Add to this the fact that my spouse’s work is connected to a whole community of people who all have a stake in his success. There’s nothing like having a spouse who’s in the middle of a big community development project to make my dissertation work feel incredibly selfish and irrelevant!

Sure, lists of tips for navigating this balancing act are helpful. But understanding and changing the triggers for this conflict would be more helpful for me. I think there is something in there about being raised with a certain mindset about women and moms who do most of the cleaning and organizing of the home. Plus, there’s something about how I am motivated by my emotions; how I feel is too often what causes me to make certain decisions. I want to feel useful, productive, and connected. But I also want to feel like I’ve accomplished something significant.

In the meantime, it’s back to the dissertation so I can FINISH and graduate, get a decent job, and earn enough money to hire someone to do the cleaning chores for me!

Art History March Madness! Renaissance Bracket

Another set of March Madness brackets, this time devoted to the greatest hits of Western art history! Too bad I totally missed it this year! And congrats to the winner Bernini. Check out the final bracket of competitors and winners:!/c1f1e97137235

Percival Henry

I’ve been wanting to do this for years, and with this blog, I finally can. We’re going to decide history’s greatest Western artist since 1400, using the time-tested structure of the NCAA basketball tournament brackets. The field will consist of 64 artists, broken into four historical eras: Renaissance (1400 and 1500s),  Baroque (1600 and 1700s), 19th Century and Modern. Seedings are determined by me.  I’d love to get enough people to vote on the “games” to determine the results, but we’ll see. I’ll publish the seedings, with an iconic work by each artist, this week, then we’ll start the match ups next week.

Today, we’ll start with the Renaissance bracket:

1, Michelangelo (1475-1564)


2, Leonardo da Vinci (1452-1519)


3, Raphael  (1483 – 1520)


No surprises in the first three seeds; the only debate is probably the order. I went with Michelangelo because of his versatility and longevity. If this contest was…

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Approaching Deadlines and the Beyond

More than three people have forwarded the same job opportunity at a divinity school to me. Each time I’ve had to assess my qualifications for the job. And each time I come up short.

What publications do I have? What record of performance and productivity can I show? Can I claim “a broad and deep knowledge of the key textual sources of the Byzantine theological traditions”? I suppose I have some expertise in “the study of Byzantine visual and material culture(s) and aesthetics.” And I’ve tried attending to the “interactions and influences between Byzantine thought and culture and other religious traditions, language groups and geographical regions, historically and/or into the present.” But I know I can—and should—do more with this. My list of research projects is short but targets rather difficult topics. (Do I really think I can learn Georgian?) Certainly I have many ideas for interdisciplinary study. I outlined these in a letter to my alma matter and have more ideas in my notes.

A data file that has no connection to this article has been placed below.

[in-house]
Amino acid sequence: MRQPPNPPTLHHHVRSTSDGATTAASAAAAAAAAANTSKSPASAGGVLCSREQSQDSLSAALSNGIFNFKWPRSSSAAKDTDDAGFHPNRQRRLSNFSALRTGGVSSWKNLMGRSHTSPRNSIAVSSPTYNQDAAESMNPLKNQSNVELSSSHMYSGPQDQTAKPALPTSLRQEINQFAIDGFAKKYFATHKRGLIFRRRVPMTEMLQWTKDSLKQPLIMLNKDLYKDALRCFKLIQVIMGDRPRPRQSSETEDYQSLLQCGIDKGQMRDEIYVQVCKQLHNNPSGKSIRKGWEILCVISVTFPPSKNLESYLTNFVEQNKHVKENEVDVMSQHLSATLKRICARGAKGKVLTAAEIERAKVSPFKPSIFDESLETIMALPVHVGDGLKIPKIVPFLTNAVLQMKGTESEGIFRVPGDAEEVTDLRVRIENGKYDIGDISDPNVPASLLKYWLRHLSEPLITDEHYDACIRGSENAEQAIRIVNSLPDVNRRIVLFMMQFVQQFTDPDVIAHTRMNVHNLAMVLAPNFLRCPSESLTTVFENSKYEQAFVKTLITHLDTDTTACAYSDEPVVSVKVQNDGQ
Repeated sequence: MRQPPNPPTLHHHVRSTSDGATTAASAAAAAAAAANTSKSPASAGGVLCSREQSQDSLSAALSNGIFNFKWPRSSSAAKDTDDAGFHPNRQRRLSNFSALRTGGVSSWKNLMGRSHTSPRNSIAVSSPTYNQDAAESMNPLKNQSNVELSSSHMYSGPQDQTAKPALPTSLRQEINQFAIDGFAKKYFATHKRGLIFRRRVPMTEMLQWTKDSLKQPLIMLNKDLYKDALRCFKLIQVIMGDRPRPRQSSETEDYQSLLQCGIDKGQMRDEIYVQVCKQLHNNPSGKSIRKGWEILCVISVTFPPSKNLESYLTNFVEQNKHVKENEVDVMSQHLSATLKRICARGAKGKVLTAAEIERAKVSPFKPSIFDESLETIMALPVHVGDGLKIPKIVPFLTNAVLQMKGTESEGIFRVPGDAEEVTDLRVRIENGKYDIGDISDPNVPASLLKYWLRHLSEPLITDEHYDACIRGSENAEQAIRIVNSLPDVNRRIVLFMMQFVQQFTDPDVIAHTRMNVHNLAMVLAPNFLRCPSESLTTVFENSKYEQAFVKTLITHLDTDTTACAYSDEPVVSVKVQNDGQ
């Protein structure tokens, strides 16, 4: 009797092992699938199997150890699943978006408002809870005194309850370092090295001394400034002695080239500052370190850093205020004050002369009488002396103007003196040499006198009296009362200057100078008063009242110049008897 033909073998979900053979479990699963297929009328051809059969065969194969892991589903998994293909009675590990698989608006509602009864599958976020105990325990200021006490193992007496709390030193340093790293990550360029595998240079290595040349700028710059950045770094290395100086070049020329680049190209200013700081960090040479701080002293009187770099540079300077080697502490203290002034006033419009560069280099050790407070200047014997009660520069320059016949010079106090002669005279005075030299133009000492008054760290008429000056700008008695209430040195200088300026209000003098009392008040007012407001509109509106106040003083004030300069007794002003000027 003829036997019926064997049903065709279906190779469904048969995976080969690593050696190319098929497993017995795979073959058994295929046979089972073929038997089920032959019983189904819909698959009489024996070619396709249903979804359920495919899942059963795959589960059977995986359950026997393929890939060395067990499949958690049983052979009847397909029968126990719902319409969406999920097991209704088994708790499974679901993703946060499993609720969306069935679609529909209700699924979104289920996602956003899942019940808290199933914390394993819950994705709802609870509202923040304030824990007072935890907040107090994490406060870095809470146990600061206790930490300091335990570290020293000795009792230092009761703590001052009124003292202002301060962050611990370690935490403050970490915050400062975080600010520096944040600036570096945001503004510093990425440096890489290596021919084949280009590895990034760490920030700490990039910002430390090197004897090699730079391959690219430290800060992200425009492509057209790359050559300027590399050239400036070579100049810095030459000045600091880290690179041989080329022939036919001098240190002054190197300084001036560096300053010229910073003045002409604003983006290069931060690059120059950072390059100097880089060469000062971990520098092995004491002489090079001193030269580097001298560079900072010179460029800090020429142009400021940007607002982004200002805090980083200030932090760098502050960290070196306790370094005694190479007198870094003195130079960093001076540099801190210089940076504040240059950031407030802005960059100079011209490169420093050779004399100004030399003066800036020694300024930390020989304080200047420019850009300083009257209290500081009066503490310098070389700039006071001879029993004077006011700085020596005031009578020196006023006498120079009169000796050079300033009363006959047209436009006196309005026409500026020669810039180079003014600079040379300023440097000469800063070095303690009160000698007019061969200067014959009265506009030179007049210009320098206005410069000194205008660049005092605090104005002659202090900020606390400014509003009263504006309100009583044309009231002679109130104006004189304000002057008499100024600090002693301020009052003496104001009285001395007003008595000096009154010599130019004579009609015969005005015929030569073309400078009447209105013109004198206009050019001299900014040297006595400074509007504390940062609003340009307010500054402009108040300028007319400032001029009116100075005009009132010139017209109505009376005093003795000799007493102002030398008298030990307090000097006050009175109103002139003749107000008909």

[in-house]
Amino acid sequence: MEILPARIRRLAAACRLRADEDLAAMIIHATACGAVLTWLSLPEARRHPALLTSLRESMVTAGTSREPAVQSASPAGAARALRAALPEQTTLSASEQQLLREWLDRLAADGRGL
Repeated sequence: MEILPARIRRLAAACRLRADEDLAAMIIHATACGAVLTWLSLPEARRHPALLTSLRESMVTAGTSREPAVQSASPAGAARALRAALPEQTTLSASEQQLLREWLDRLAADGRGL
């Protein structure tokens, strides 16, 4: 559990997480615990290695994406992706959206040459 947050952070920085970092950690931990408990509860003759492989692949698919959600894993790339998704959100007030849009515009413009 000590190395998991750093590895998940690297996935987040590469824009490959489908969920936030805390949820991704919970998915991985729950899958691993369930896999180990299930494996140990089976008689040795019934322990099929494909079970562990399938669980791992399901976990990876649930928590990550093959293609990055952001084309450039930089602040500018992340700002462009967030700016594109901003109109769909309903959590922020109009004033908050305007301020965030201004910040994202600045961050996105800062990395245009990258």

I was reflecting on this job earlier today as I biked down to campus this afternoon. I couldn’t help but feel some of the beauty of this not-too-hot summer day is dimmed by my anxieties about finishing my thesis and fining meaningful employment.

Only when I feel truly free can I be truly productive as a writer. All other times I am anxiously fussing over files, paperwork, bills, and schedules. What would it be like to live without anxiety? How do people unburden themselves of these worries?

Can I actually meet these deadlines? Two chapters and a conference proposal? Will I make the sacrifices? What will happen to the other pieces of life that are left undone?

Thomas Lanigan-Schmidt and Byzantine Art

I first learned about Lanigan-Schmidt’s work from a NYTimes review of the exhibition “Tender Love Among the Junk” at MoMA PS1 (18 November 2012–7 April 2013). In his art he uses every kind of unconventional art material to create images of beauty, religiosity, and storytelling. One could say his use of materials is a kind of act of redemption that helps us see colourful and reflected items of trash for their aesthetically complex potential. I think it’s great that we can compare his colourful and decorative work to Byzantine art, despite the contradictory sensibilities regarding the use of materials. (Byzantine artists almost never use cheap or inexpensive materials.) Why he chose to explore Byzantine art’s visual tradition of icons and icon screens remains a mystery to me. This is not iconography or decorative traditions from his youth in Elizabeth, NJ.